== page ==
Weekend opinion polls indicated that Prime Minister Malcolm Fraser, the tall conservative farmer who has dominated Australian politics for the past eight years, is facing defeat Saturday in an early election called by him.

If the polls are right, Fraser faces an almost impossible task in seeking to stave off a challenge from the Labor Party, led for less than a month by charismatic former union leader Bob Hawke.

One poll, conducted by the national newspaper The Australian, indicated Hawke was in the lead, 52 to 39 percent, with the remainder split among undecided voters and minor parties. Others show Fraser trailing by 10 percentage points.

Last Saturday, Fraser scrapped the strategy of vigorous attacks on Hawke and Labor's policies, which had served him badly during the first three weeks of the campaign, and decided to spend the last week campaigning as a statesmanlike, experienced prime minister better qualified than his opponent to steer through difficult economic conditions.

Fraser is making a series of short addresses to the nation in an attempt to persuade the 9.5 million voters that his plan for a mild expansion of government spending and a wage freeze for 12 months will lower inflation and unemployment rates--both over 10 percent--and set the country to take full advantage of a world recovery.

Labor has proposed a much larger injection of government money into the economy, with job programs, a new national health plan, increased social welfare programs and a radical policy on prices and incomes, spelled out in a 37-page agreement between Hawke and the Council of Trade Unions.

Fraser described that policy as a "socialist manifesto" which would give unions a veto over decisions of a Hawke government and give unparalleled power to communist-led unions.

Based on the social contract that British Labor governments a decade ago drew up, the document pledges his government to implement policies quite radical for Australia. They include price controls and extension of the current wage freeze--imposed in December for six months on wage earners--to the incomes of corporations, small businesses and professionals.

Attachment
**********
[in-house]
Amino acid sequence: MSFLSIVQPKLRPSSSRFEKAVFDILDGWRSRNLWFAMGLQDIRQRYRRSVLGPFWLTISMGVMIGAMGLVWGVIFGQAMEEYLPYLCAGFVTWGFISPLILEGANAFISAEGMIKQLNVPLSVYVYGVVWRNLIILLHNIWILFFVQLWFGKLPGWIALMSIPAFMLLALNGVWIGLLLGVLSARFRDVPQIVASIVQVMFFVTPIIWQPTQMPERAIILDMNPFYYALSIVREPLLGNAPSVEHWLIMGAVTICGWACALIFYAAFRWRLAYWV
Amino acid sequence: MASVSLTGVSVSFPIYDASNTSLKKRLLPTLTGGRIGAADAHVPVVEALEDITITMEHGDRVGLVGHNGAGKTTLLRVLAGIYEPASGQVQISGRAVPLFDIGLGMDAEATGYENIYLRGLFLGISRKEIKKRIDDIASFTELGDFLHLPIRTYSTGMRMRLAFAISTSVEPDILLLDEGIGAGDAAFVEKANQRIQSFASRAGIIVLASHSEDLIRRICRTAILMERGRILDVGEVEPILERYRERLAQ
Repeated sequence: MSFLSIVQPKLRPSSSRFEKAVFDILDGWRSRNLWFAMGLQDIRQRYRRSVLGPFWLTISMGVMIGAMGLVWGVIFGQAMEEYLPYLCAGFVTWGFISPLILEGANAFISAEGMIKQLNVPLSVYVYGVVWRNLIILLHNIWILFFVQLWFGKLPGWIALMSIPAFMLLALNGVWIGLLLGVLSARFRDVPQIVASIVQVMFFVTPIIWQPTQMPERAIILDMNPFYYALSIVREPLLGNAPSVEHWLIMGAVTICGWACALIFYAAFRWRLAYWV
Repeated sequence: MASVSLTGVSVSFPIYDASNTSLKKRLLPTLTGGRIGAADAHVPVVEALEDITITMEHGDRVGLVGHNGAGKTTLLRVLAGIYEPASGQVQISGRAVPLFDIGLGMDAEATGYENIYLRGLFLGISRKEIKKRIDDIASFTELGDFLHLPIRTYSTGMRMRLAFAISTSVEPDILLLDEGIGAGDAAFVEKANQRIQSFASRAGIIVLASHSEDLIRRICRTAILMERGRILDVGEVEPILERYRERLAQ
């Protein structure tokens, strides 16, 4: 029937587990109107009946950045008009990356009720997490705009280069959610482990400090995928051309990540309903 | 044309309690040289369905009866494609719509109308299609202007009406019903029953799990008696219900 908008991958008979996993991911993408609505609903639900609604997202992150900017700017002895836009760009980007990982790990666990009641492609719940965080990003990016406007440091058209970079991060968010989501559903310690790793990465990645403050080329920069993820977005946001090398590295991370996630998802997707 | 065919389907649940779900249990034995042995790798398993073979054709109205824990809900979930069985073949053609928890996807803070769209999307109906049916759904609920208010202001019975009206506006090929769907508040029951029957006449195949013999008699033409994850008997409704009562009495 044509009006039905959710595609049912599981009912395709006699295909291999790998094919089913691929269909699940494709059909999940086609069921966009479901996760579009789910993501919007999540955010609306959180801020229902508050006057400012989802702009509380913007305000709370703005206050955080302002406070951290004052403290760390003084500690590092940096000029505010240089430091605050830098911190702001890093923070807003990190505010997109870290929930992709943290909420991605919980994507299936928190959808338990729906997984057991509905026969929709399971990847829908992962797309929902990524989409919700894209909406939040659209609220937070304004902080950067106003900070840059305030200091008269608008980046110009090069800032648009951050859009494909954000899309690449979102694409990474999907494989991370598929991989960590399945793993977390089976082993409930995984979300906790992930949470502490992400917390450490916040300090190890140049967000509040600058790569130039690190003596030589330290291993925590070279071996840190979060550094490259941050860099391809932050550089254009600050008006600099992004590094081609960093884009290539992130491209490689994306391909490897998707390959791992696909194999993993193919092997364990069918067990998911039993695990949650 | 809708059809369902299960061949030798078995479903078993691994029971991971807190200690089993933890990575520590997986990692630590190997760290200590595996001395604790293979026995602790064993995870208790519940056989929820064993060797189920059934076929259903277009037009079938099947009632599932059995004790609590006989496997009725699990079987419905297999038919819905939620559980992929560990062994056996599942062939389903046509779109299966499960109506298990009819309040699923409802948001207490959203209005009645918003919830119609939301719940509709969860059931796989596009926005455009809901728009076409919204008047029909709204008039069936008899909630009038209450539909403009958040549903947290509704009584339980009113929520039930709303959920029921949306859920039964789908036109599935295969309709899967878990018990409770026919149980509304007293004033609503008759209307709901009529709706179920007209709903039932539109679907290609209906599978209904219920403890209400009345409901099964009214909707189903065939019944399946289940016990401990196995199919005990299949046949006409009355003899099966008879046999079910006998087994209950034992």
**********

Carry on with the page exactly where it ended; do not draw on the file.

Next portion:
Unions would have a say in annual reviews of the tax scales and income taxes would be cut immediately by 5 percent for low- and middle-income workers. Higher brackets would face a 5 percent increase. Immigration would be cut back.

Fraser made what is generally regarded as a monumental political blunder early in the campaign by declaring that Labor intended to finance its program by using funds that Australians traditionally keep in banks. He said that if Labor won, "your savings will be safer under the bed than in the bank."

Hawke described Fraser's outburst as the most irresponsible act ever committed by an Australian prime minister. Several leading bankers, traditional supporters of Fraser and his conservative Liberal Party, said he could trigger a run on the banks. Fraser explained that he was merely using "graphic" words to highlight the lack of detail in Labor's plan on financing the deficits it would trigger.

Fraser has a deserved reputation for coming from behind late in elections and his tactics could still win this one, especially as the TV addresses examine more closely the details of Hawke's policies. There has been little public examination or debate so far in the campaign.

But Fraser has given the appearance of panicking in the face of defeat. The press unanimously condemned what were called his scare tactics.

Fraser's electoral victory in 1975 was the biggest landslide in Australian history. Two years later, he repeated the performance and drove former prime minister Gough Whitlam out of politics.

A former policeman, Bill Hayden, became leader of the Labor Party, and made the 1980 election a close race. But Fraser won, by most accounts because in the last few days he suggested that Labor planned to introduce a capital gains tax.

Hawke entered Parliament in the 1980 election and immediately signaled his intention to challenge Hayden for the leadership. He narrowly lost a formal challenge last July. But four weeks ago, almost at the hour that Fraser was calling the election, Hayden resigned under pressure from within the party.

Hawke became leader unopposed. An electric orator, he has criss-crossed the country stressing to huge, emotional rallies that Australians can "trust me." His slogan, unprecedented in the rough-and-tumble politics here, is: "Bringing Australia together."

Fraser's argument, endorsed by many commentators, is that Hawke's populist policies would trigger new inflation and unemployment and drive away foreign investment. But the signs are that the public is not listening to Fraser's arguments.